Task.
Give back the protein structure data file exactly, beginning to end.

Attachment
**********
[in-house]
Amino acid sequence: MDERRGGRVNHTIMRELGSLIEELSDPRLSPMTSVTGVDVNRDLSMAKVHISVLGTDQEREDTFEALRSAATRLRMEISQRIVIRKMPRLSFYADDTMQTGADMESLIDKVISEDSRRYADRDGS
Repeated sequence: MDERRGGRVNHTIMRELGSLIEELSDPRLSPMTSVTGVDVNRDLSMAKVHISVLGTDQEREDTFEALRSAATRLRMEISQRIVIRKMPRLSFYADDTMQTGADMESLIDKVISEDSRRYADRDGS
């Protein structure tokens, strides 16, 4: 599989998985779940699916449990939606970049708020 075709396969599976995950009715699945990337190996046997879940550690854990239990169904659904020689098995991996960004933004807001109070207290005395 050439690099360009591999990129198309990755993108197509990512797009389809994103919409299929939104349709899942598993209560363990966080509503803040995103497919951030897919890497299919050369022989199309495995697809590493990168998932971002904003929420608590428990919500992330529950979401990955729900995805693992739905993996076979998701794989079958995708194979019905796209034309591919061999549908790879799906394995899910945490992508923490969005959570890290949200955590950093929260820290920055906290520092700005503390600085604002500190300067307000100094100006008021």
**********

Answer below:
[in-house]
Amino acid sequence: MDERRGGRVNHTIMRELGSLIEELSDPRLSPMTSVTGVDVNRDLSMAKVHISVLGTDQEREDTFEALRSAATRLRMEISQRIVIRKMPRLSFYADDTMQTGADMESLIDKVISEDSRRYADRDGS
Repeated sequence: MDERRGGRVNHTIMRELGSLIEELSDPRLSPMTSVTGVDVNRDLSMAKVHISVLGTDQEREDTFEALRSAATRLRMEISQRIVIRKMPRLSFYADDTMQTGADMESLIDKVISEDSRRYADRDGS
């Protein structure tokens, strides 16, 4: 599989998985779940699916449990939606970049708020 075709396969599976995950009715699945990337190996046997879940550690854990239990169904659904020689098995991996960004933004807001109070207290005395 050439690099360009591999990129198309990755993108197509990512797009389809994103919409299929939104349709899942598993209560363990966080509503803040995103497919951030897919890497299919050369022989199309495995697809590493990168998932971002904003929420608590428990919500992330529950979401990955729900995805693992739905993996076979998701794989079958995708194979019905796209034309591919061999549908790879799906394995899910945490992508923490969005959570890290949200955590950093929260820290920055906290520092700005503390600085604002500190300067307000100094100006008021």